Improbable Press
Cart 0

NASA, SpaceX, and Diversity—When You're Not the Only One

Atlin Merrick Dreamers NASA SpaceX

Gwynne Shotwell, SpaceX Engineer & CEOJust watched the NASA Live: SpaceX In-Flight Abort Test, which is like so many things involving space, made me again feel like the kid who read all those sci-fi novels, who loved the Martian stories of Ray Bradbury, the moon stories of Robert Heinlein, the robot and tech tales of Tanith Lee.

Two other things struck me about watching today’s successful tests of the "Crew Dragon spacecraft’s ability to safely escape the Falcon 9 rocket in the event of an emergency during launch.” (Yes, quoting directly from NASA.)

The first was that of the two main voices heard during the test, one was Marie Lewis, a public affairs officer for NASA and a woman.

The second was learning that Lauren Lyon a mechanical and aerospace engineer and black woman is part of SpaceX.

The third was learning that the CEO of SpaceX is engineer Gwynne Shotwell.

Gwynne Shotwell, Lauren Lyon, Marie Lewis: Why They Are Important

Why are these three things so important to me? Because it’s fuckin’ lonely being the first, the only, the representative, or the sole voice, and to see women in this high tech world is a damned comfort to those who want to be there too. It tells the ten year old girl watching, the twenty year old woman studying science, it tells every person who's been a minority that they don’t always have to be the first, the only.

Diversity matters because it helps dreamers not only dream but to go ahead and do. You can say “I see that someone else did, so I know that I can.” Having the certainty that it’s possible gives strength when things are a struggle, helps keep one brave and moving forward. I know this for a fact because when I was a girl I dreamed of travel of writing of doing and with the aid of my family and friends, who always believed I could, I did.

The Crazy-Pants Importance of Diversity in Fiction

The main reason Improbable Press exists is to, in the form of great fiction voices, put women at the forefront of stories, to put trans people, black people, disabled people, LGBT+ people in their own stories. To share their joys and adventures, their mysteries and their passions.

I want so much to know who you are and what you’ve dreamed and done so we can share that with others, whether they’re disabled, female, Asian, autistic—or all those things or something more. I want people to know that someone else has done what they dream of doing.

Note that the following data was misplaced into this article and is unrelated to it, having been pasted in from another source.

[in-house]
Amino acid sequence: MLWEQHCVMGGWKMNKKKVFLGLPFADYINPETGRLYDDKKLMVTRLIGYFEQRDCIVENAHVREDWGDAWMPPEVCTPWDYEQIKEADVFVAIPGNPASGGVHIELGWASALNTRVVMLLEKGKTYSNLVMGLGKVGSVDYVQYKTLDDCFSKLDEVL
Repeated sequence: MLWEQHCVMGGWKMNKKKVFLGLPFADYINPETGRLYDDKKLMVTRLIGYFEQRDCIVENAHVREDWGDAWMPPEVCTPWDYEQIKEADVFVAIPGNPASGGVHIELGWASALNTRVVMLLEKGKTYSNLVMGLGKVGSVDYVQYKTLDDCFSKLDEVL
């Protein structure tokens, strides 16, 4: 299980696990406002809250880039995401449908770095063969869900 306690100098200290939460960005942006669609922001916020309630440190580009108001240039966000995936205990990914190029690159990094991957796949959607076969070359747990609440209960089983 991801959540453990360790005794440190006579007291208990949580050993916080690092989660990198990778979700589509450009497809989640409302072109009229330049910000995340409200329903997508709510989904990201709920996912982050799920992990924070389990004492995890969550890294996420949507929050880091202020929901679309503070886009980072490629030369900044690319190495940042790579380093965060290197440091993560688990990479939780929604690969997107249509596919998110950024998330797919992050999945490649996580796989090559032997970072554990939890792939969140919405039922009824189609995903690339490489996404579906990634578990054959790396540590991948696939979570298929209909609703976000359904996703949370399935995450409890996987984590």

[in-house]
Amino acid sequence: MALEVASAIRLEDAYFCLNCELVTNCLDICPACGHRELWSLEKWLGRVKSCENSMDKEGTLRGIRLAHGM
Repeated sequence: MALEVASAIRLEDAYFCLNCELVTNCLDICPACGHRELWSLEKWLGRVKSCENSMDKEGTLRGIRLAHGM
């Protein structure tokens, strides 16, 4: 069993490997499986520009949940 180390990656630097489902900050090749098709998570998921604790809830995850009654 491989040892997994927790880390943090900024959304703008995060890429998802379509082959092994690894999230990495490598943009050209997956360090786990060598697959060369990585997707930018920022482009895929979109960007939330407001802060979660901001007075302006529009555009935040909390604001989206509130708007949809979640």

I ask a hundred times, a thousand times, tell me here in the comments who you are and what you’ve done, so it’s there for the dreamers who want to do. Please?

(P.S. Comments moderated because o' spam bots; use a fake email if you'd rather not share a real one. Photo credit.)


Older Post Newer Post


  • Jamie Ashbird on

    I was the only one in Prep with a name too hard to spell (name different to that on the tin), too hard to pronounce. I didn’t care, I was also the only one who already knew all my letters, and could read, and the only one under 5.
    I was the only one with stinky cabana in my lunch box but not the only one who liked it. Rare commodities are valuable in the playground snack swap market. I was not the only one told to go back to my own country but we banded together and had the best food.
    I was the only one (or was I?) in the junior campus not thinking about kissing boys. Or girls. Or anyone. It took another 20+ years to find out that I was not a broken member of the species.
    I was not the only female presenting person in physics, or maths, or meteorology, or geology, or advanced virology, medical microbiology, biochemistry, third year immunology. Maybe I was lucky. Or maybe we’d already started outnumbering by then rather than being outnumbered. I feel privileged that it never occurred to me it was a competition.
    Now I am one of the best at some of the things I do in a very tiny niche field. At the very least one of the best in my city, probably state, likely the country. I have never put this into words before, but I know that I am.
    I am not the only allotypical mind at work, my name is no longer the longest one. We all work better together for it. We fit. From outside, we must seem like aliens. But we’re diverse and weird together.